The sharp increase in persons working from home is just one of the numerous effects of the Covid Pandemic.
Companies all throughout the UK had to quickly develop plans for remote working in 2020, prompted by the lockdown and encouraged by the government’s furlough scheme, and the Zoom phenomenon was created (additional internet conferencing tools are available!).
But is the trend of working from home expected to persist as the Coronavirus restrictions fade further into memory? What impact, if any, will it have on the housing market if it does?
Between September 2022 and January 2023, 44% of working people reported working entirely (16%) or partially (28%) from home, according to the Office for National Statistics.
Professionals and degree-holding employees in the highest income brackets were most likely to work solely from home or in a virtual office.
Resistant to pressures; real estate prices
But in a separate survey, the ONS also notes that throughout 2022, the proportion of adults reporting having worked from home had varied between 25% and 40%, with no apparent upward or downward trend, indicating that working from home is resilient to pressures like the end of covid restrictions or increases in the cost of living. And in our post-Covid restriction environment, hybrid working is fast emerging as the preferred employment type.
Staff and employers appear to have come to an agreement, drawn by the prospect of greater flexibility and an end to the dreaded commute. But what impact will this have on the property market?
The housing market: House price on remote workers
The property industry surged as buyers sought out larger homes and outdoor spaces because of the lockdown restrictions brought on by the pandemic.
However, the cost-of-living crisis and last Autumn’s dismal mini-Budget have significantly altered the market two years later. What then are today’s home employees seeking?
When looking for a new home in 2021, customers were clearly taking homework into consideration, according to research done by FJP Investments.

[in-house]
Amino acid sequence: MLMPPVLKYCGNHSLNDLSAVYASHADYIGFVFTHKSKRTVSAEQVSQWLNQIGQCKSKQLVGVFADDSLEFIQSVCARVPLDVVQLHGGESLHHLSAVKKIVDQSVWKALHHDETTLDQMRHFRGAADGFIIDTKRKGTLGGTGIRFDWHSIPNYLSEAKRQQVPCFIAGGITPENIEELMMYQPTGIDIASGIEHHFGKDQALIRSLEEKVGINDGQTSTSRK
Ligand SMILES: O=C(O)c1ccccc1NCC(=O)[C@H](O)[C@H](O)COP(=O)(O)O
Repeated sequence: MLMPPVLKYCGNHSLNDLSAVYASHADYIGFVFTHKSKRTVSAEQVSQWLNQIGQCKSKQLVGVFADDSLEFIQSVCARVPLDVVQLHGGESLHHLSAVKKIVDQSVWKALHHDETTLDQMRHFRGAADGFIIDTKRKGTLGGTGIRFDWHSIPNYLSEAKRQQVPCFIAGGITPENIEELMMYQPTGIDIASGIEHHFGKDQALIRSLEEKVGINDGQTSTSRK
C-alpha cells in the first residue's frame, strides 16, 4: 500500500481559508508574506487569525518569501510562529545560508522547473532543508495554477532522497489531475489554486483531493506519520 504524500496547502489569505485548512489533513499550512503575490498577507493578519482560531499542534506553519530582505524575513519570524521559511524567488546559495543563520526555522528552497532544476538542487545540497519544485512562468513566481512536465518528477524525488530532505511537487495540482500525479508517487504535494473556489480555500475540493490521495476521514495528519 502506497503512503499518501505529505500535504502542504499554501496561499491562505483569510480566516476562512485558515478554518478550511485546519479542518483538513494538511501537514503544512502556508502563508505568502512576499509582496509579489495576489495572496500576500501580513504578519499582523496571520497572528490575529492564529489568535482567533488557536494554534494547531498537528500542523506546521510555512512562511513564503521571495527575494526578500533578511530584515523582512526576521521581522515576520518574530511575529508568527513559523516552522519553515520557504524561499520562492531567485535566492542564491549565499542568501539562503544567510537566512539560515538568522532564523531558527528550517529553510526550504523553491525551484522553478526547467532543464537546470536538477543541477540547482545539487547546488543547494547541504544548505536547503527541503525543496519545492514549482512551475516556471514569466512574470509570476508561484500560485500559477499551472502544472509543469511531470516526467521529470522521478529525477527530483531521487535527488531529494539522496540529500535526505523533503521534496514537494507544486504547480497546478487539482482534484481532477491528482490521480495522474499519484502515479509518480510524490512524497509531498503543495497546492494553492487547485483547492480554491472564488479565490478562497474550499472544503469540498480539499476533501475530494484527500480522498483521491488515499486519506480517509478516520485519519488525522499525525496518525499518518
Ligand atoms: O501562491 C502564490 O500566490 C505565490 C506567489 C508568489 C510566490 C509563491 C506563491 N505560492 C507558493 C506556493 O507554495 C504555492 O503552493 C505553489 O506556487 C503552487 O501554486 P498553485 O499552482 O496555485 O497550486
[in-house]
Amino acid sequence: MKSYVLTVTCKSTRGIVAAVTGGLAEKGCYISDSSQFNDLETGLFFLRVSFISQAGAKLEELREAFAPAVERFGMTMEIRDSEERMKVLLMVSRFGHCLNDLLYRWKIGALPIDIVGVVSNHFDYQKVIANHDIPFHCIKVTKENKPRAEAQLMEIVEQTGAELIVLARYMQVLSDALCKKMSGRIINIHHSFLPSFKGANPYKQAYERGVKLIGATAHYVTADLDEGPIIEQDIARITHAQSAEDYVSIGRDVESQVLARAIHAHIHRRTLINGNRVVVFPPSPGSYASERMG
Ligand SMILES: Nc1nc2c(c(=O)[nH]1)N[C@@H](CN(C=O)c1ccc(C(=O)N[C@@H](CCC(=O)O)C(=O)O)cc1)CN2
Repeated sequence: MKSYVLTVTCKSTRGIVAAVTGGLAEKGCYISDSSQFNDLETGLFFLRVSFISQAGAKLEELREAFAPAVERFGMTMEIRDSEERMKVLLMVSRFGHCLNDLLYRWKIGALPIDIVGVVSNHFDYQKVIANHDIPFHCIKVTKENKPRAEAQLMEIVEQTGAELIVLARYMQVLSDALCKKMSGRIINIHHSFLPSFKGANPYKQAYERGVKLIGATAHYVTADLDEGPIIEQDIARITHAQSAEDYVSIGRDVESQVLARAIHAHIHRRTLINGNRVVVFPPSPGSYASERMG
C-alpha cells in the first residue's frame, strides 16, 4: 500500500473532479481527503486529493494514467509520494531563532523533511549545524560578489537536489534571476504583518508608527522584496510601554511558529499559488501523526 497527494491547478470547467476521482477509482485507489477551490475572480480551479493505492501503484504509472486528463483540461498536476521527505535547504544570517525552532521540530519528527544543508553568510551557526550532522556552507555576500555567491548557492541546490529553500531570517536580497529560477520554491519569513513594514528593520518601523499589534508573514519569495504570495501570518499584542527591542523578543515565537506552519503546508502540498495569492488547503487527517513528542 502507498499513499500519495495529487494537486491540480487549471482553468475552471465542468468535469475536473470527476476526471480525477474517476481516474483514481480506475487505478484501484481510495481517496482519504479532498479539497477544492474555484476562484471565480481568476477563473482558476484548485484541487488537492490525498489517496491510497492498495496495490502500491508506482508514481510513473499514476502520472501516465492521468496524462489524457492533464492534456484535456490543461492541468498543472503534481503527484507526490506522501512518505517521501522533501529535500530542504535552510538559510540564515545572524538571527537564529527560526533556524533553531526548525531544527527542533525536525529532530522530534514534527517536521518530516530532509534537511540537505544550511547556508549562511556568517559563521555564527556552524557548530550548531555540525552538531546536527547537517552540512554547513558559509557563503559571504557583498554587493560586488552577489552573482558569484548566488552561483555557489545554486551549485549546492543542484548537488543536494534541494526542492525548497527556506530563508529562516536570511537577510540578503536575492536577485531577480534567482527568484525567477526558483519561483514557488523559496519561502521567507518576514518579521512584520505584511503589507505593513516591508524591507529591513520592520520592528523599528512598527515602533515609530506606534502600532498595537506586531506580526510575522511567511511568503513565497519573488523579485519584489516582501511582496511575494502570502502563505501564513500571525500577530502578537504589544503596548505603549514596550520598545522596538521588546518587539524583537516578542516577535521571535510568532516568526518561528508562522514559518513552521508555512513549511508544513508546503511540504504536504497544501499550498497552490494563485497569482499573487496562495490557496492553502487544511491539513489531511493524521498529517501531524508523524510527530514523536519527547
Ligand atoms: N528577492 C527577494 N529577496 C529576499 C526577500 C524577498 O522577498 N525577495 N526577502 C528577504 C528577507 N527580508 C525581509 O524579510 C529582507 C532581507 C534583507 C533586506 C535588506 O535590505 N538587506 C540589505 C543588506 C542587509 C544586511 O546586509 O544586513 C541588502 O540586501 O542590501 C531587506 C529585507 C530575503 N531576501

Director Jamie Johnson stated: “Clearly, the rise of remote work has had a noticeable effect on the kinds of residential properties investors – particularly younger ones – are wanting to invest in. Future homebuyers’ shifting needs will probably boost developer innovation.
More than 40% of respondents stated that they now place greater emphasis on both indoor and outdoor space.
Remote work and housing demand
They probably take into account a “work zone,” office space, or perhaps a garden office while making their estimations. And for other people, working from home opens the door to moving to a whole new place; according to FJP statistics, 17% of respondents stated they would consider doing so, but fewer firms now offer fully remote positions in favour of the hybrid model. Nevertheless, Johnson thinks that shifting consumer preferences present chances for real estate investing.
The time has come for real estate investors and the industry as a whole to anticipate how the working-from-home revolution will change people’s relationships with their homes and places of employment as the most restrictive days of the pandemic fade into memory.
Impact of remote working: Considerations
As the dust settles on a new kind of buying market, Johnson said, “Clear opportunities are emerging that should be harnessed to build future-facing homes that will suit the evolving requirements and preferences of remote workers.”
However, while many firms encourage remote work, they do not want employees to work alone. As a result, connectivity in the form of a robust broadband signal is essential, and home buyers are also demanding it.